“What about the fear of not being good enough for the call to greatness? What about the fear of saying yes to Jesus, and then failing and letting him down?” Quaglia said. “We don’t conquer those fears by conquering them ourselves; we conquer fears by letting Godconquer them,” he said, naming fear’s sole antidote: the “perfect love” of God described in 1 John 4:18.
“In God’s perfect love, he gives us everything we need,” Quaglia said. “He gives us companionship – he promises he will never leave us; he promises us that if we follow him, we will not just settle for mediocrity, we will have greatness; we will have sainthoodif we give our lives to him.”
Still, fears continually resurface, Quaglia said, noting that the festival crowd reminded him of how initially skeptical Jesus’ apostles were before Jesus fed the crowd of 5,000 through the multiplication of bread and fish.
“Jesus says, whatever you have, even though it seems little, bring it here to me,” Quaglia said. “Jesus was enough for all the 5,000-plus people in that field that day, 2,000 years ago, and Jesus is more than enough for the people in this field today! Jesus is more than enough for every void in our hearts,” he said, noting that all we need to do is trust in that.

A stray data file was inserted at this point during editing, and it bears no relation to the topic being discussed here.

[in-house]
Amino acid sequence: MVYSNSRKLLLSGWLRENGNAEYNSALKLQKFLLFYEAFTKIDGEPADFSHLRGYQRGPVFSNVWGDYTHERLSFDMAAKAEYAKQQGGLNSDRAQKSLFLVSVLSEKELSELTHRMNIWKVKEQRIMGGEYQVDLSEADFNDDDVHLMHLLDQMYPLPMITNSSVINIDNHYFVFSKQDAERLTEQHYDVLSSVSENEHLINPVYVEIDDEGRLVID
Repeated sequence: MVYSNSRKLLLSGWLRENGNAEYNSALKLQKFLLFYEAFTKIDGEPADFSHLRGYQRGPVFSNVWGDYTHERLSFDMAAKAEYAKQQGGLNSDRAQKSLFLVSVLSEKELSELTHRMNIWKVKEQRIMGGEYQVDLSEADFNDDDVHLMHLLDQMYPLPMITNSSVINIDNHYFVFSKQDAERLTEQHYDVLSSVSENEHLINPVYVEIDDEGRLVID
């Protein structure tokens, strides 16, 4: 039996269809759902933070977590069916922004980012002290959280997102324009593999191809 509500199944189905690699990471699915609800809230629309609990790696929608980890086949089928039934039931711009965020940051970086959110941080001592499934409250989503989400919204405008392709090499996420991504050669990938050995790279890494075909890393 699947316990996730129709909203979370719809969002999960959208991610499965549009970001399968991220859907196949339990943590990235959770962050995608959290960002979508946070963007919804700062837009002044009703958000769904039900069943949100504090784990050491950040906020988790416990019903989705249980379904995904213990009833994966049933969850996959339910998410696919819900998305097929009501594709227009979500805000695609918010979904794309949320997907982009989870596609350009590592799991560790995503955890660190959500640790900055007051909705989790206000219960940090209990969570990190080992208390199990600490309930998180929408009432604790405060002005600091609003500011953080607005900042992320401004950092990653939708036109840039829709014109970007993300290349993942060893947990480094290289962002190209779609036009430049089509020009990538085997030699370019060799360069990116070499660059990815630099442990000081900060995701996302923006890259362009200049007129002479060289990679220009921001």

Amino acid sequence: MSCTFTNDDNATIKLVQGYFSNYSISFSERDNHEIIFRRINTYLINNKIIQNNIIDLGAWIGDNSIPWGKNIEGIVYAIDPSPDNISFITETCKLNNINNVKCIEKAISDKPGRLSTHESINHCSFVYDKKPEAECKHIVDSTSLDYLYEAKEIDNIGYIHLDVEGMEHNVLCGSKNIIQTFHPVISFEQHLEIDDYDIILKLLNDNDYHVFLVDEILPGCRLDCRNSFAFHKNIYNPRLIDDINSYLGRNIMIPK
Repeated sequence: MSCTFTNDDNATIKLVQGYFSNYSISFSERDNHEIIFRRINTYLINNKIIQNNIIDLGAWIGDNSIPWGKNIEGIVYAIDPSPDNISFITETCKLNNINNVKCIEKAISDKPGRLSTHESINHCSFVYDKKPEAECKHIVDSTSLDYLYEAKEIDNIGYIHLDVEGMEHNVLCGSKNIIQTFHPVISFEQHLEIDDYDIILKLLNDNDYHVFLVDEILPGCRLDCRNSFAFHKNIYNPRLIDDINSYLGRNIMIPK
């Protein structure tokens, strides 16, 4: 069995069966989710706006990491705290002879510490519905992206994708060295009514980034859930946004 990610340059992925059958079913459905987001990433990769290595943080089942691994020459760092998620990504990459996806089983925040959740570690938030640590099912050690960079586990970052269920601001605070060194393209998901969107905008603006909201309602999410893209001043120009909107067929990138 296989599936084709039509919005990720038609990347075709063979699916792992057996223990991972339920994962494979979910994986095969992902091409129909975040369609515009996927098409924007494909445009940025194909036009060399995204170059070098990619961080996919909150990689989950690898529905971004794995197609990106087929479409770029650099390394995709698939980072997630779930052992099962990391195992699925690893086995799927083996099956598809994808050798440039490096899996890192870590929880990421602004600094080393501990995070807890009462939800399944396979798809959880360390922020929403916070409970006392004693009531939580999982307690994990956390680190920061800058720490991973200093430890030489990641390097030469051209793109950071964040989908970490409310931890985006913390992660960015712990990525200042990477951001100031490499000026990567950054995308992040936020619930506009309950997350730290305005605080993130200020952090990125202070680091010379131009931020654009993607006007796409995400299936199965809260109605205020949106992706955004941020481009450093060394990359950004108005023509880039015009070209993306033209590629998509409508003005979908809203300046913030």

“The apostles didn’t have what it took, but they had faith and God was able to do something miraculous!” Quaglia said. “He was able to take what they had and turn it into greatness!”
The all-day event, which included a vigil Mass celebrated by Archbishop Gregory Aymond, offered live music, a pop-up adoration chapel, continuous access to the sacrament of confession and booths manned by communities of religious. More than 300 young people gathered in the front of the altar when the archbishop asked those who were feeling the tug of the priestly or religious life to come forward.
First-time festival attendee Brady Stiller, a Jesuit High sophomore and a parishioner of Mary Queen of Peace, said he was most looking forward to the festival’s concluding adoration and benediction time because he craved the opportunity to be in Christ’s presence “as a huge community, and not just by myself.”
“Hearing all the talks and all the music and seeing all the Catholics around us is really life-changing,” Stiller said. “I know that fear is a big problem when it comes to my faith – that’s really everybody’sproblem when it comes to faith,” he noted. “ But I definitely have the courage now to go to confession and Mass more often so I can take my faith to the next level.”
Abbey Youth Fest was coordinated by St. Joseph seminarians and Dumb Ox Productions.
Beth Donze can be reached at email@example.com.